Baggage, Boswell, building, biryani and beer – SL#3

Weclome back one and all to the third instalment of my trip to Sri Lanka in early 2014 and my usual link to the first page of the series if you wish to start from the beginning.

If you haven’t read the previous pieces I should tell you that I had made it to Colombo but my luggage had not and so I only had the clothes I had travelled in which had been completely soaked in a downpour the previous evening and were currently spread out on the floor supposedly drying although that was going to take a while in an air-con room where the windows did not open.

If you want to know what happened next, please read on.

Friday, 10th January 2014.

I was awoken at some unearthly hour by the ‘phone ringing and it took me a moment to orientate myself as it always does in a strange hotel room. When I had gathered my thoughts I answered the ringing monster to receive the news that my missing luggage had arrived and could I please come down to reception to pick it up. No problem.

I pulled on my still soaking and by now fairly cold jeans and T-shirt and squelched my way barefoot down to the front desk where a delivery driver was standing with my bag, a clipboard and an envelope. I checked and signed for the bag and then he opened the envelope and counted out a large wad of Sri Lankan rupees which I also signed for.

I was still half asleep so did not do the conversion but when I did later the compensation was the equivalent of about £55 which, at Sri Lankan prices, would go quite a way. I thought later that I had probably come out ahead of the game as I was £55 up and had been spared the hassle of lugging a suitcase through central Colombo, on and off a train and then a walk to the hotel. Not bad.

I went back to my room and threw the soggy clothes I was wearing into the laundry bag for drying at the earliest opportunity. I rarely wear jeans in Asia unless I am trying to be “posh” and it is shorts all the way, at least during the day, so I would not miss the Wranglers too much. I had any amount of T-shirts so my Australian surf shirt could wait for the first laundry run. I went straight back to bed to sleep until a respectable hour.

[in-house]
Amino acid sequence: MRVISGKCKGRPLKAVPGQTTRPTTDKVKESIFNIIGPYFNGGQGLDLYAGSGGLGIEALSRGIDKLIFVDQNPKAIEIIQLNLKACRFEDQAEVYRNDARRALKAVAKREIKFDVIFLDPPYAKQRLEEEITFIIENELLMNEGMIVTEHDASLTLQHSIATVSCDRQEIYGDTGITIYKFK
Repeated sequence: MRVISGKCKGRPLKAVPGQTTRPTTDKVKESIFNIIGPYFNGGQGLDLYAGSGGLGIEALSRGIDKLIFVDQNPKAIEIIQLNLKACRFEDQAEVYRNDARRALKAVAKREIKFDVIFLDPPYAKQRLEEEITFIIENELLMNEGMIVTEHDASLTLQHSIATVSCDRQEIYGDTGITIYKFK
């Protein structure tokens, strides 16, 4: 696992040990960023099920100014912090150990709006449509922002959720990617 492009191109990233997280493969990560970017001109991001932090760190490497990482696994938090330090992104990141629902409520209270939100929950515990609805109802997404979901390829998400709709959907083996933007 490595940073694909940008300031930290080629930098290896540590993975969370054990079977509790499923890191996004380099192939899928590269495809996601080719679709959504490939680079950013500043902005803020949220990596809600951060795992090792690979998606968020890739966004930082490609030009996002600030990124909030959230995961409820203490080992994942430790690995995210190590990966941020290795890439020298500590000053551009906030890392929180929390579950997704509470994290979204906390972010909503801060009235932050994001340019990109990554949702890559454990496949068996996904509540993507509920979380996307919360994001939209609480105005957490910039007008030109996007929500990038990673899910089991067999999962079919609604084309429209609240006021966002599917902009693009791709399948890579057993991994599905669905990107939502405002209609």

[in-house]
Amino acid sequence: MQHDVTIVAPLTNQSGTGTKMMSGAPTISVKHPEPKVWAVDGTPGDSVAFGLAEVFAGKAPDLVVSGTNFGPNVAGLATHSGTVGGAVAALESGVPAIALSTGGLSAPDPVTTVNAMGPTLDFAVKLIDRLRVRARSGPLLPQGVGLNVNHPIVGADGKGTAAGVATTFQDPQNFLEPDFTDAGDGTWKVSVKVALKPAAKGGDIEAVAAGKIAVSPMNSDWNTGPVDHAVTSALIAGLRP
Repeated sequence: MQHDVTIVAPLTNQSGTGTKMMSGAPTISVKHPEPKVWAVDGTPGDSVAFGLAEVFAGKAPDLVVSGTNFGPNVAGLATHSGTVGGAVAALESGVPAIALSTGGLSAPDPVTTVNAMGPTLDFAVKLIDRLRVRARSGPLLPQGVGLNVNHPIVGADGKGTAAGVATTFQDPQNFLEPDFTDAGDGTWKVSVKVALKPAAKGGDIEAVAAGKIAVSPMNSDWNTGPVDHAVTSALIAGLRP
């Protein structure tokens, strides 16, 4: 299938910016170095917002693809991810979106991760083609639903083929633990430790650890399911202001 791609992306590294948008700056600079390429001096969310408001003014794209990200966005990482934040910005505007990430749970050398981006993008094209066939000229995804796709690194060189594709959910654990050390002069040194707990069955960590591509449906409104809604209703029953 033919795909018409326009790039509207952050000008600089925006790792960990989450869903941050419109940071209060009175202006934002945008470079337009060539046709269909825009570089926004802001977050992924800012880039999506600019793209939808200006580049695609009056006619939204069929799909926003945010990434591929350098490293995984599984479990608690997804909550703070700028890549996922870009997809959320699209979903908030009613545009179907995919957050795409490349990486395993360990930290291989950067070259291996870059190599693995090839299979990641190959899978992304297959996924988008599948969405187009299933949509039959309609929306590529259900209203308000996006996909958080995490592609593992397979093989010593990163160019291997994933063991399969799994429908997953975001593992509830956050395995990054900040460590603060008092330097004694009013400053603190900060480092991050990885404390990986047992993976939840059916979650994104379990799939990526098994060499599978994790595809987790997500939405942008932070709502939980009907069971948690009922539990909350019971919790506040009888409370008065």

The image above is the view from my hotel room. As I mentioned in the previous post I could have opted for a sea view at an additional 1,000 LKR (about £5) per night but if I wanted to look at the sea I would just go out for a walk along the front and even have the benefit of a breeze. I really don’t choose hotel rooms for the view as I am rarely in them long enough to appreciate said vista. At least I could see some palm trees!

I finally surfaced about 1100, had a shower and a change into some fresh clothes, which was welcome. I don’t know what it is about travelling as you don’t generally do anything to make you sweat or get you dirty and I had been on spotless aircraft, in pristine airports, ridden a clean bus etc. but long-haul moving always makes me feel slightly grubby. I got on one of my pairs of shorts and a T-shirt and felt like I was back in Asia. For me that is always a good feeling.